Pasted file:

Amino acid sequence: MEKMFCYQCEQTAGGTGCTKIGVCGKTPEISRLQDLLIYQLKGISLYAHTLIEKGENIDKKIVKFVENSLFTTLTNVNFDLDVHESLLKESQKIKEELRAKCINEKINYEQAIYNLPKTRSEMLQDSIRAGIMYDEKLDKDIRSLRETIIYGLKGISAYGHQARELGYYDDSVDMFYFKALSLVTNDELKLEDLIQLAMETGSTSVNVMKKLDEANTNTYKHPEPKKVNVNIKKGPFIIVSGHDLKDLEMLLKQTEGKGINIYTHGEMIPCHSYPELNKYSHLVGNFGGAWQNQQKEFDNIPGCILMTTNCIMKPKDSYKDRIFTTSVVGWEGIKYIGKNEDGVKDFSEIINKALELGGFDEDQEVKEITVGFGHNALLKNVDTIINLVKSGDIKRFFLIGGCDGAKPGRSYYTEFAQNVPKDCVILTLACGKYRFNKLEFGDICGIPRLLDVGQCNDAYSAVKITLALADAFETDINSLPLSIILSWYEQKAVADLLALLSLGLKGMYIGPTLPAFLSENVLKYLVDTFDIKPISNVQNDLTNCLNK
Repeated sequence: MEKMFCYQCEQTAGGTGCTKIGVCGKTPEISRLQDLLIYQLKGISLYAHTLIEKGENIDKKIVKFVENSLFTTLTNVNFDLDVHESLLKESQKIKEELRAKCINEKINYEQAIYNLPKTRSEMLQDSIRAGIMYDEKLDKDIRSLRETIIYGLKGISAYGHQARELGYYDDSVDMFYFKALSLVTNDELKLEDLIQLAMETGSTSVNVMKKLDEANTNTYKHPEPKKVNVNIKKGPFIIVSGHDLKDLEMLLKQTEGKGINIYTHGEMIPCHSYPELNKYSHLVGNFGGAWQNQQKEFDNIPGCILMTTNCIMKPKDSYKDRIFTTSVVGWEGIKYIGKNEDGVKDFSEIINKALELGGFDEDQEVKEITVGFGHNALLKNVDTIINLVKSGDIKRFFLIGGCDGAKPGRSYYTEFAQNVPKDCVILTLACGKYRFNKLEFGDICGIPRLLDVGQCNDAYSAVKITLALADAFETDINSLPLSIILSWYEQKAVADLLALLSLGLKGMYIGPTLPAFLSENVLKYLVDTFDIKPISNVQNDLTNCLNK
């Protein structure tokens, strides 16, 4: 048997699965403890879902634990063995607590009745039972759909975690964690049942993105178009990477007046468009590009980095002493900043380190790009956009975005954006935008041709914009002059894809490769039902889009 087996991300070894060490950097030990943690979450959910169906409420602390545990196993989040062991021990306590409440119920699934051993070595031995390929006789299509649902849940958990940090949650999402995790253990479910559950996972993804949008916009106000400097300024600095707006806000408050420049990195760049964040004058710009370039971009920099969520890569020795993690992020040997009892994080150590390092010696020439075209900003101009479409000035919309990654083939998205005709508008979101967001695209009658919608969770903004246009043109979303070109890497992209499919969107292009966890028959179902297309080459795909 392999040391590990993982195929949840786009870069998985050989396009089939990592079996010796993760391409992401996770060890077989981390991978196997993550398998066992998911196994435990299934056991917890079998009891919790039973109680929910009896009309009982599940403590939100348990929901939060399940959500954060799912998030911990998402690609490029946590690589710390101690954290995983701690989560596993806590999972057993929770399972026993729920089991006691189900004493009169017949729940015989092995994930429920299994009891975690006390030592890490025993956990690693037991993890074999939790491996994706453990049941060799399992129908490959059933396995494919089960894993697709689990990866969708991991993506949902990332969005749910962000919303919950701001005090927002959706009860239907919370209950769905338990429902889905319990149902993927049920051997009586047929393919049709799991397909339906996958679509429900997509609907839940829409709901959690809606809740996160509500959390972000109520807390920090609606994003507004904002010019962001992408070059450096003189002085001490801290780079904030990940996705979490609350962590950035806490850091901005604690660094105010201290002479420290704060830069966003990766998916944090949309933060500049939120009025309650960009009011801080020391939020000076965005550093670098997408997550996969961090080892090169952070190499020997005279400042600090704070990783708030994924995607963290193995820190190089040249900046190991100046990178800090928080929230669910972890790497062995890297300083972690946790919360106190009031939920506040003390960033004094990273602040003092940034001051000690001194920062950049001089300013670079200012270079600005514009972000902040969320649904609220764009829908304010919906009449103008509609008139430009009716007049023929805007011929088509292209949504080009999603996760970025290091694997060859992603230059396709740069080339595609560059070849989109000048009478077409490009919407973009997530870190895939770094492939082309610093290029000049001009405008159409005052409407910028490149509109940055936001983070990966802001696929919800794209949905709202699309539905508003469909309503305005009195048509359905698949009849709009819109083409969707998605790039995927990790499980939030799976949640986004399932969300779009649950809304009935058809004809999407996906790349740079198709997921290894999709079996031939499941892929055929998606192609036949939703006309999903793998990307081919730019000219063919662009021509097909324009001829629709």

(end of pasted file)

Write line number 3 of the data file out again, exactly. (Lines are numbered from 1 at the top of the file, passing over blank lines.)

């Protein structure tokens, strides 16, 4: 048997699965403890879902634990063995607590009745039972759909975690964690049942993105178009990477007046468009590009980095002493900043380190790009956009975005954006935008041709914009002059894809490769039902889009 087996991300070894060490950097030990943690979450959910169906409420602390545990196993989040062991021990306590409440119920699934051993070595031995390929006789299509649902849940958990940090949650999402995790253990479910559950996972993804949008916009106000400097300024600095707006806000408050420049990195760049964040004058710009370039971009920099969520890569020795993690992020040997009892994080150590390092010696020439075209900003101009479409000035919309990654083939998205005709508008979101967001695209009658919608969770903004246009043109979303070109890497992209499919969107292009966890028959179902297309080459795909 392999040391590990993982195929949840786009870069998985050989396009089939990592079996010796993760391409992401996770060890077989981390991978196997993550398998066992998911196994435990299934056991917890079998009891919790039973109680929910009896009309009982599940403590939100348990929901939060399940959500954060799912998030911990998402690609490029946590690589710390101690954290995983701690989560596993806590999972057993929770399972026993729920089991006691189900004493009169017949729940015989092995994930429920299994009891975690006390030592890490025993956990690693037991993890074999939790491996994706453990049941060799399992129908490959059933396995494919089960894993697709689990990866969708991991993506949902990332969005749910962000919303919950701001005090927002959706009860239907919370209950769905338990429902889905319990149902993927049920051997009586047929393919049709799991397909339906996958679509429900997509609907839940829409709901959690809606809740996160509500959390972000109520807390920090609606994003507004904002010019962001992408070059450096003189002085001490801290780079904030990940996705979490609350962590950035806490850091901005604690660094105010201290002479420290704060830069966003990766998916944090949309933060500049939120009025309650960009009011801080020391939020000076965005550093670098997408997550996969961090080892090169952070190499020997005279400042600090704070990783708030994924995607963290193995820190190089040249900046190991100046990178800090928080929230669910972890790497062995890297300083972690946790919360106190009031939920506040003390960033004094990273602040003092940034001051000690001194920062950049001089300013670079200012270079600005514009972000902040969320649904609220764009829908304010919906009449103008509609008139430009009716007049023929805007011929088509292209949504080009999603996760970025290091694997060859992603230059396709740069080339595609560059070849989109000048009478077409490009919407973009997530870190895939770094492939082309610093290029000049001009405008159409005052409407910028490149509109940055936001983070990966802001696929919800794209949905709202699309539905508003469909309503305005009195048509359905698949009849709009819109083409969707998605790039995927990790499980939030799976949640986004399932969300779009649950809304009935058809004809999407996906790349740079198709997921290894999709079996031939499941892929055929998606192609036949939703006309999903793998990307081919730019000219063919662009021509097909324009001829629709």